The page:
For instance, maybe your old job was with a super-hip, savvy startup that chose a stellar plan with multiple investment options and low administration fees that stayed in place even after you left your job. If you’re happy with your portfolio mix and you have a substantial amount of cash stashed in there already, it might behoove you to leave your 401(k) where it is.
Option Two: Cashing Out Your 401(k)
We get it: if you’ve socked away a good amount of cash over the course of your old job, it may seem tempting to take the money and run. But keeping your retirement savings is pretty darn important if you ever want to actually retire, and besides, you could face pretty serious tax penalties if you do give into temptation.
Because a 401(k) is an investment account designed specifically for retirement, and which the IRS has given certain tax benefits—for instance, allowing you to deduct your 401(k) contributions in the year they’re made—the account is also subject to strict rules regarding when you can actually access the money.
Specifically, if you take money out of your 401(k) before age 59.5, you’ll likely be subject to an additional 10% tax on the full amount of your withdrawal… and that’s on top of the regular income taxes you’ll also be obligated to pay on the money.
Depending on your income tax bracket, that means that making the decision to access your 401(k) funds early may lead to a much bigger tax bill, not to mention possibly leaving you without a nest egg to hang up your hat one day in the future.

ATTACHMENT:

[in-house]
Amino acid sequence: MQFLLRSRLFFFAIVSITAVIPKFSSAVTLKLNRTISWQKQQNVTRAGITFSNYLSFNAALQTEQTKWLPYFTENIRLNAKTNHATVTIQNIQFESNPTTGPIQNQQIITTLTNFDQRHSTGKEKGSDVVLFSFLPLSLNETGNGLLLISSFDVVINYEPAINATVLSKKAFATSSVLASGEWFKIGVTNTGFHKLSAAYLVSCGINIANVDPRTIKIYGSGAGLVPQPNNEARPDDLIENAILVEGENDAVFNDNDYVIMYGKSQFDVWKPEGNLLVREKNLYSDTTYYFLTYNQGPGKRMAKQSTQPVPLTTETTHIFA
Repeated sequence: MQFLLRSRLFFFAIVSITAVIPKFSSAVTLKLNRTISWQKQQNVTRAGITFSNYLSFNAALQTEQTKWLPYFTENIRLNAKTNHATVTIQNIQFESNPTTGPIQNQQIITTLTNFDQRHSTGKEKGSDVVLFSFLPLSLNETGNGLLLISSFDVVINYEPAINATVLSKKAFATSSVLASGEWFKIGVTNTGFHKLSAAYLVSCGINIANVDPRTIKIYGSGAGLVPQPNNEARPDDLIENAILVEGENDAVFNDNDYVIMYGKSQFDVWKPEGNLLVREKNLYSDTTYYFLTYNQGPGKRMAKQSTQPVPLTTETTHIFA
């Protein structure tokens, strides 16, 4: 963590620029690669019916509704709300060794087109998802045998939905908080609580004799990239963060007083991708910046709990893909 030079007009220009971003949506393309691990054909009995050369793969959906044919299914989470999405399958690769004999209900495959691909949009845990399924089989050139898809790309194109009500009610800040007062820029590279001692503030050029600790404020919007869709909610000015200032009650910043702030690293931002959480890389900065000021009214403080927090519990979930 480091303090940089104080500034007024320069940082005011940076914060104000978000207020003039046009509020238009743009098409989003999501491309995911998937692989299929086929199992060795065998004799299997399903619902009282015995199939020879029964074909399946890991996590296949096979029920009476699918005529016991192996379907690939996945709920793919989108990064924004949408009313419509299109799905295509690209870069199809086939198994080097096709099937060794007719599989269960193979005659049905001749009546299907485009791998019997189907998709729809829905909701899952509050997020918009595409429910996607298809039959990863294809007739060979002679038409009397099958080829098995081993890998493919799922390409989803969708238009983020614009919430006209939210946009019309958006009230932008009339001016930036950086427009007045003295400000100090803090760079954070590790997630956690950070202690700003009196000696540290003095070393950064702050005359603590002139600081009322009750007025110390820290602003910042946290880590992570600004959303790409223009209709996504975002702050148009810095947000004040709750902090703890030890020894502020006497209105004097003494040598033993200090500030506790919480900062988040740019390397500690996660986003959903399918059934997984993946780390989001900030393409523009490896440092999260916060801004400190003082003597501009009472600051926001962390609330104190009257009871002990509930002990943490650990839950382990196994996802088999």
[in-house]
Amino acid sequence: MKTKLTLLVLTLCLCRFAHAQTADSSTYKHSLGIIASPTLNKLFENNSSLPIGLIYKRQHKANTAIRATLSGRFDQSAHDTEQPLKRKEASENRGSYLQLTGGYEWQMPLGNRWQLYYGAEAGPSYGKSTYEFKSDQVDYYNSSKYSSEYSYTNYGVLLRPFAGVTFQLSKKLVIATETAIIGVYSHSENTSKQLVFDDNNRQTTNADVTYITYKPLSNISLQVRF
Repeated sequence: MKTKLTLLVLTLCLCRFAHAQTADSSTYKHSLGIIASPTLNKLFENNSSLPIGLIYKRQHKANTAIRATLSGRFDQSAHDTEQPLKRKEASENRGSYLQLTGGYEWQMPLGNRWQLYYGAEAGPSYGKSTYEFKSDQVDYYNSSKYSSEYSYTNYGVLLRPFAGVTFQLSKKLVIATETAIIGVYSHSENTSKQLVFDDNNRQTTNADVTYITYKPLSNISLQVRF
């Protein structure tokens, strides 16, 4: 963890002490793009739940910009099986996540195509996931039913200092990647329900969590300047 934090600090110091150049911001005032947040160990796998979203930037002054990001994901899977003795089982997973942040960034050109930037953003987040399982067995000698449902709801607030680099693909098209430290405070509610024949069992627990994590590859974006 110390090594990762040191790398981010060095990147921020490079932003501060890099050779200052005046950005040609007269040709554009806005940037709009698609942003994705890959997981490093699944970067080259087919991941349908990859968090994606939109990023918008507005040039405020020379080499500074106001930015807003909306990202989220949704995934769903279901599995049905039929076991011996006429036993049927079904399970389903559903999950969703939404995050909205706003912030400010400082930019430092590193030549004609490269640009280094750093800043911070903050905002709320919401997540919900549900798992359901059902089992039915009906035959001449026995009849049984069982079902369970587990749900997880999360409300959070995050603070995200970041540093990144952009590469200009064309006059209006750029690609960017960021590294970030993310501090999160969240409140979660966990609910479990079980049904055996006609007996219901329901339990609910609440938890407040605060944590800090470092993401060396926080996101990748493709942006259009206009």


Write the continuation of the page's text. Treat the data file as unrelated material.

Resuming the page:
Which is why most financial professionals generally recommend one of the next two options: rolling your account over into a new 401(k), or an IRA if your new job doesn’t offer a 401K plan.
Option Three: Rolling Your 401(k) Over to Your New Job
If your new job offers one, rolling your old 401(k) funds into your shiny, new 401(k) account may be both the simplest and best option—and the one least likely to lead to a tax time headache.
That said, how you go about the rollover has a pretty major impact on how much effort and paperwork is involved, which is why it’s important to understand the difference between direct and indirect transfers.
How to Roll Over Your 401(k): Direct vs. Indirect Transfers
Here are the two main options you’ll have if you’re moving your 401(k) funds from one company-sponsored retirement account to another.
A direct transfer, or direct rollover, is exactly what it sounds like: The money moves directly from your old account to the new one without ever leaving the respective custodians’ hands. In other words, you never have access to the money, which means you don’t have to worry about any tax withholdings or other liabilities.
Depending on your account custodian(s), this transfer may all be done digitally via ACH transfer, or you may receive a paper check made payable to the new account. Either way, this is considered the simplest option, and one that keeps your retirement fund intact and growing with the least possible interruption.